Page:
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Anthropogenic disruptions to longstanding patterns of trophic-size structure in vertebrates


Cooke, R and Gearty, W and Chapman, ASA and Dunic, J and Edgar, GJ and Lefcheck, JS and Rilov, G and McClain, CR and Stuart-Smith, RD and Lyons, SK and Bates, AE, Anthropogenic disruptions to longstanding patterns of trophic-size structure in vertebrates, Nature Ecology and Evolution, 6, (6) pp. 684-692. ISSN 2397-334X (2022) [Refereed Article]

Copyright Statement

The Author(s), under exclusive licence to Springer Nature Limited 2022.

DOI: doi:10.1038/s41559-022-01726-x


Diet and body mass are inextricably linked in vertebrates: while herbivores and carnivores have converged on much larger sizes, invertivores and omnivores are, on average, much smaller, leading to a roughly U-shaped relationship between body size and trophic guild. Although this U-shaped trophic-size structure is well documented in extant terrestrial mammals, whether this pattern manifests across diverse vertebrate clades and biomes is unknown. Moreover, emergence of the U-shape over geological time and future persistence are unknown. Here we compiled a comprehensive dataset of diet and body size spanning several vertebrate classes and show that the U-shaped pattern is taxonomically and biogeographically universal in modern vertebrate groups, except for marine mammals and seabirds. We further found that, for terrestrial mammals, this U-shape emerged by the Palaeocene and has thus persisted for at least 66 million years. Yet disruption of this fundamental trophic-size structure in mammals appears likely in the next century, based on projected extinctions. Actions to prevent declines in the largest animals will sustain the functioning of Earth's wild ecosystems and biomass energy distributions that have persisted through deep time.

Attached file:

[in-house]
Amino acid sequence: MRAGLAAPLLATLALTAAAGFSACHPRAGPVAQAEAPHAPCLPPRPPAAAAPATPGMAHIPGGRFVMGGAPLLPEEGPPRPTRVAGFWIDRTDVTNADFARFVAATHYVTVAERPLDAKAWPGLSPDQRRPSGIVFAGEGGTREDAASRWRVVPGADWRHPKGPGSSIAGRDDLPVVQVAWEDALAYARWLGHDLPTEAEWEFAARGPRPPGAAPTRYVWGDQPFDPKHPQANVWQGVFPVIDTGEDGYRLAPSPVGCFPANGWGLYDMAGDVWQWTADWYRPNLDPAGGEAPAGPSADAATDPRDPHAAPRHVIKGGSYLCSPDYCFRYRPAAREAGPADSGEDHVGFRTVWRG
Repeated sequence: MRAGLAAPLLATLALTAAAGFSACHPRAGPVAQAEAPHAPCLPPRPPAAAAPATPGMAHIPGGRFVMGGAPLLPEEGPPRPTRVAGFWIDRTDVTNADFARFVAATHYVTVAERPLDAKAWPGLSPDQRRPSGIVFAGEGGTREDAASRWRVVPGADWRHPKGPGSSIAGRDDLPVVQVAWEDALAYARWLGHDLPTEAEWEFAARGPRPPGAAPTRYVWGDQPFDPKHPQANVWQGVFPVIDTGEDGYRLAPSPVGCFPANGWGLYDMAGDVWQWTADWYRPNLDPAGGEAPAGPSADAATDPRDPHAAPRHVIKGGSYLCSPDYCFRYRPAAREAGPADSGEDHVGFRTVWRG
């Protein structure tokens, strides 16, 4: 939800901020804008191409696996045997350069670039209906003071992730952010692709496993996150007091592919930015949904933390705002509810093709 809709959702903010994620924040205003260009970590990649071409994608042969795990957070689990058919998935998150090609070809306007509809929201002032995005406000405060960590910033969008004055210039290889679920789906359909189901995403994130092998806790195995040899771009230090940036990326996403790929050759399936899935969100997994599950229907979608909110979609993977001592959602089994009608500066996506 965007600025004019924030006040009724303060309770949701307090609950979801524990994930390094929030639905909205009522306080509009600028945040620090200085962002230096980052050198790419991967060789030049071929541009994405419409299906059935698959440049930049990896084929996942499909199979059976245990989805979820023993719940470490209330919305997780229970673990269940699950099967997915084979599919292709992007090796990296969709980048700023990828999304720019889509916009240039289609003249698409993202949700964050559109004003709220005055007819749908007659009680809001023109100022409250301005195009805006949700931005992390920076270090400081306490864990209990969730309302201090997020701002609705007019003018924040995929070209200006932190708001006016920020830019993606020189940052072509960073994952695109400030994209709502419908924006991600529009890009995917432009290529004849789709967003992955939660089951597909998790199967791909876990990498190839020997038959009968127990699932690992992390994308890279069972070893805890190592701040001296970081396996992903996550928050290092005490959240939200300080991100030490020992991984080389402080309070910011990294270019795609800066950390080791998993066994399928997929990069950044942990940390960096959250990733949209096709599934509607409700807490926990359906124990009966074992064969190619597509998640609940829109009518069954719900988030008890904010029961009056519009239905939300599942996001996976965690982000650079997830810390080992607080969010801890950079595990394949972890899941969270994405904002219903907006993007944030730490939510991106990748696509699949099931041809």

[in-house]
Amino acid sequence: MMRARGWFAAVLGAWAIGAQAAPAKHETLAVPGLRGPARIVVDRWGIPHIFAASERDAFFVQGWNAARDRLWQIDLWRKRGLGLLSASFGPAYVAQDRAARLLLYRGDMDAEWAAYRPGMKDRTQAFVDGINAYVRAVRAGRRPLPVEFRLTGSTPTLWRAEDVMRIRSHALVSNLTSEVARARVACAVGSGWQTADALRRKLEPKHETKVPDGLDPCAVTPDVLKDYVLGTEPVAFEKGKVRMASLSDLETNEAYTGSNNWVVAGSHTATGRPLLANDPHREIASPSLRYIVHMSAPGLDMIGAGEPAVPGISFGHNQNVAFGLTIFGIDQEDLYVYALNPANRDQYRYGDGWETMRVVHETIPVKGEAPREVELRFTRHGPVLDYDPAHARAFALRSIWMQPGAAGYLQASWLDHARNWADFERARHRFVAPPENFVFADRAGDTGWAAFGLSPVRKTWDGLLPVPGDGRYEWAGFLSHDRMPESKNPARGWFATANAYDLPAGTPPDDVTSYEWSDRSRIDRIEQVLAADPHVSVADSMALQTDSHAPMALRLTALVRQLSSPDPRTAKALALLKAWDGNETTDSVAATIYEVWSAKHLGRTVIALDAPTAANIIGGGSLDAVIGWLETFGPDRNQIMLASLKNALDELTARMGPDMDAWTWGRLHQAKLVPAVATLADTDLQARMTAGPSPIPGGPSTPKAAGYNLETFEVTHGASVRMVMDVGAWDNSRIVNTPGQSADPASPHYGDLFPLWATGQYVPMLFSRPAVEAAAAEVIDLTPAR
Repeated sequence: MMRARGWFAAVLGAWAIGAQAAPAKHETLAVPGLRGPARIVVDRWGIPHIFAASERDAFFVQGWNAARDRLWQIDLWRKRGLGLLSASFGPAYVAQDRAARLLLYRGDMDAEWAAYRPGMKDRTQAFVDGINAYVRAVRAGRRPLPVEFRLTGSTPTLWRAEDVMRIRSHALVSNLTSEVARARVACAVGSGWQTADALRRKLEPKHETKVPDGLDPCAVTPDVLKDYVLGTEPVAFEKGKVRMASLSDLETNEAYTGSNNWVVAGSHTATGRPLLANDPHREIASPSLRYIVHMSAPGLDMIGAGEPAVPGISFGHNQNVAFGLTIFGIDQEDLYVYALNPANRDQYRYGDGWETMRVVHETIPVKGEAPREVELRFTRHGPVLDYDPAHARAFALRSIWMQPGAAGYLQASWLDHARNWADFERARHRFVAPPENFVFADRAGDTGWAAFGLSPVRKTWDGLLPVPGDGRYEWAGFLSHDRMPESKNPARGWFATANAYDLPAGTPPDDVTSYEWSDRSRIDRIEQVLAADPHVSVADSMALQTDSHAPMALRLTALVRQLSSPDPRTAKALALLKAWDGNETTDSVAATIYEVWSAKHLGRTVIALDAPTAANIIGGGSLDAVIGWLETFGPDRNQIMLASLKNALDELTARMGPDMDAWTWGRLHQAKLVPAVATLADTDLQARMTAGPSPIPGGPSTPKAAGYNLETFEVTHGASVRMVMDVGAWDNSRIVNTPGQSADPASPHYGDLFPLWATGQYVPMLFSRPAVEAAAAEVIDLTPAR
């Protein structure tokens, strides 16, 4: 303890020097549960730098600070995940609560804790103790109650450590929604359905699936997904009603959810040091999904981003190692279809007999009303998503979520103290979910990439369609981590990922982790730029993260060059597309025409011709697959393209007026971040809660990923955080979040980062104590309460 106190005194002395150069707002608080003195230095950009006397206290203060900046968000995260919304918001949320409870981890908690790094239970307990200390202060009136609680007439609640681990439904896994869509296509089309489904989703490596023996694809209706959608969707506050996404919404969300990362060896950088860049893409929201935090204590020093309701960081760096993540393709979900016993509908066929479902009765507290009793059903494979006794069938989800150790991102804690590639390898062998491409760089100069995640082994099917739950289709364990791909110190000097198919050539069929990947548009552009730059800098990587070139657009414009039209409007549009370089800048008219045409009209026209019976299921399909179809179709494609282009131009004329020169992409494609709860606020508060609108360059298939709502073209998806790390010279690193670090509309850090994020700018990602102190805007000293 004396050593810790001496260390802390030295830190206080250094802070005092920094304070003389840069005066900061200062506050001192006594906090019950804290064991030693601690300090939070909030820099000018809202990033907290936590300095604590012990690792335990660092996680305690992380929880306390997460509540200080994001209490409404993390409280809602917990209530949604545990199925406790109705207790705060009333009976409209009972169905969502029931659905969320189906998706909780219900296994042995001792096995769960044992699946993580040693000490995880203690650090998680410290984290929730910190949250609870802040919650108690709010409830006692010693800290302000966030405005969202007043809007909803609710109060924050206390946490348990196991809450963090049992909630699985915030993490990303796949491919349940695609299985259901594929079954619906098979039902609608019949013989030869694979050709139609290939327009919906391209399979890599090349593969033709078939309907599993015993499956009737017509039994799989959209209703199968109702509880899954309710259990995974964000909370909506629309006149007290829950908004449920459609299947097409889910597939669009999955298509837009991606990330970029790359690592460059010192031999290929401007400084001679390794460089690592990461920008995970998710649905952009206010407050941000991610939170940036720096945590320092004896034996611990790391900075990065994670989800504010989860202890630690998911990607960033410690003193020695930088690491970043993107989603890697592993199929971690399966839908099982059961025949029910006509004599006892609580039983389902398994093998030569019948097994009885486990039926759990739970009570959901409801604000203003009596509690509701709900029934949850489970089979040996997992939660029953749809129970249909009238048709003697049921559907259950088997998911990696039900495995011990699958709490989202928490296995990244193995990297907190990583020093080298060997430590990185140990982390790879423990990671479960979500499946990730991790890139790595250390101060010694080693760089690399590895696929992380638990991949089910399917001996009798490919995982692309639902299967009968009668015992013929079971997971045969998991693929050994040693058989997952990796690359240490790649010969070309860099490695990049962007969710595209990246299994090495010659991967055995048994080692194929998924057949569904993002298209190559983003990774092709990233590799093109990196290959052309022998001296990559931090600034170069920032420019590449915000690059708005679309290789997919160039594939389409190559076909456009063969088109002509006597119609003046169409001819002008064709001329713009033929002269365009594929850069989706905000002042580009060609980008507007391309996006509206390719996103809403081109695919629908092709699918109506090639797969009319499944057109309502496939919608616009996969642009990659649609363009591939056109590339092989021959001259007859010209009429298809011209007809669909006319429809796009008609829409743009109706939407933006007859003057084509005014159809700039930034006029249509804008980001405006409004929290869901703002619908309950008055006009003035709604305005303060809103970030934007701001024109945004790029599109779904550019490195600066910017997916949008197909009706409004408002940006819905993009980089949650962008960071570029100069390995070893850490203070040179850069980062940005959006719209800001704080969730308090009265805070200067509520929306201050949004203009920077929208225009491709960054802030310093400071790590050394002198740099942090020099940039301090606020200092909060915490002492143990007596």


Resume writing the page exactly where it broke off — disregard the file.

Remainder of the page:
Item Details

Item Type:Refereed Article
Keywords:vertebrates, body size, trophic guild
Research Division:Biological Sciences
Research Group:Evolutionary biology
Research Field:Biogeography and phylogeography
Objective Division:Environmental Policy, Climate Change and Natural Hazards
Objective Group:Understanding climate change
Objective Field:Understanding climate change not elsewhere classified
UTAS Author:Edgar, GJ (Professor Graham Edgar)
UTAS Author:Stuart-Smith, RD (Dr Rick Stuart-Smith)
ID Code:150857
Year Published:2022
Web of Science® Times Cited:2
Deposited By:Ecology and Biodiversity
Deposited On:2022-07-04
Last Modified:2022-11-09

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